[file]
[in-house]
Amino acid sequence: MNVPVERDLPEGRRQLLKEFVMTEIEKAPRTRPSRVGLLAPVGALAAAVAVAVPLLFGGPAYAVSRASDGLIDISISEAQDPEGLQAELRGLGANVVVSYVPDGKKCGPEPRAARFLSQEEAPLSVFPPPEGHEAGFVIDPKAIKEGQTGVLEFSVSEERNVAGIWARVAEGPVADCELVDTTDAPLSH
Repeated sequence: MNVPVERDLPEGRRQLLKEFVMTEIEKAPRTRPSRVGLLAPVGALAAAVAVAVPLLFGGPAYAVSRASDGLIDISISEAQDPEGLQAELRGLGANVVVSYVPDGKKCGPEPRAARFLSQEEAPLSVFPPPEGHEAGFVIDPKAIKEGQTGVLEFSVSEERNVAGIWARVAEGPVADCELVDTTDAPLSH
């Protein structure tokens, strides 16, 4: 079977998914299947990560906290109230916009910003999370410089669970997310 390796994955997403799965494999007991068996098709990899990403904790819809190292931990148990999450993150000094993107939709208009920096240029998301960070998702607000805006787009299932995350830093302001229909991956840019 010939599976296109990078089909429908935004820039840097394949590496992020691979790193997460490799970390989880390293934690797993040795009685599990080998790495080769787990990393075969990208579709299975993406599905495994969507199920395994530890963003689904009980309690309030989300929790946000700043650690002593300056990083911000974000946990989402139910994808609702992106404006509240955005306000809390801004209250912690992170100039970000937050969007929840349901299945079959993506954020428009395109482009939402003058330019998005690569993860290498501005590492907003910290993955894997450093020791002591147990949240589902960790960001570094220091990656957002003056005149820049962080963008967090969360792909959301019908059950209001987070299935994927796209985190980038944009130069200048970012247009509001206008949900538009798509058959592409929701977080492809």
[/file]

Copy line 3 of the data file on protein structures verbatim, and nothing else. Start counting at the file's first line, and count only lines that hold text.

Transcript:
Repeated sequence: MNVPVERDLPEGRRQLLKEFVMTEIEKAPRTRPSRVGLLAPVGALAAAVAVAVPLLFGGPAYAVSRASDGLIDISISEAQDPEGLQAELRGLGANVVVSYVPDGKKCGPEPRAARFLSQEEAPLSVFPPPEGHEAGFVIDPKAIKEGQTGVLEFSVSEERNVAGIWARVAEGPVADCELVDTTDAPLSH